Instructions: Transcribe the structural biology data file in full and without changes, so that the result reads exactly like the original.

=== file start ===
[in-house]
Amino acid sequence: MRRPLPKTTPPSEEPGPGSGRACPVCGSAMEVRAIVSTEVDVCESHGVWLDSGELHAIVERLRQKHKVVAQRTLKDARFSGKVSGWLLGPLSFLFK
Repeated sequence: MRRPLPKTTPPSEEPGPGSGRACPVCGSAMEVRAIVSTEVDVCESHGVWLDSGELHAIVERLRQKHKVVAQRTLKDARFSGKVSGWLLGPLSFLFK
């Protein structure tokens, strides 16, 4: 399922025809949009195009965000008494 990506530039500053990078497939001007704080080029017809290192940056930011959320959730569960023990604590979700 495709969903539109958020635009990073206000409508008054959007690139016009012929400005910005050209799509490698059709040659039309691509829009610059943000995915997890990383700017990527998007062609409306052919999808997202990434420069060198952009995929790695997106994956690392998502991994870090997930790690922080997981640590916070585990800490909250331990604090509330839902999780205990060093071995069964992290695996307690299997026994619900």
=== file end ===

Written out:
[in-house]
Amino acid sequence: MRRPLPKTTPPSEEPGPGSGRACPVCGSAMEVRAIVSTEVDVCESHGVWLDSGELHAIVERLRQKHKVVAQRTLKDARFSGKVSGWLLGPLSFLFK
Repeated sequence: MRRPLPKTTPPSEEPGPGSGRACPVCGSAMEVRAIVSTEVDVCESHGVWLDSGELHAIVERLRQKHKVVAQRTLKDARFSGKVSGWLLGPLSFLFK
């Protein structure tokens, strides 16, 4: 399922025809949009195009965000008494 990506530039500053990078497939001007704080080029017809290192940056930011959320959730569960023990604590979700 495709969903539109958020635009990073206000409508008054959007690139016009012929400005910005050209799509490698059709040659039309691509829009610059943000995915997890990383700017990527998007062609409306052919999808997202990434420069060198952009995929790695997106994956690392998502991994870090997930790690922080997981640590916070585990800490909250331990604090509330839902999780205990060093071995069964992290695996307690299997026994619900």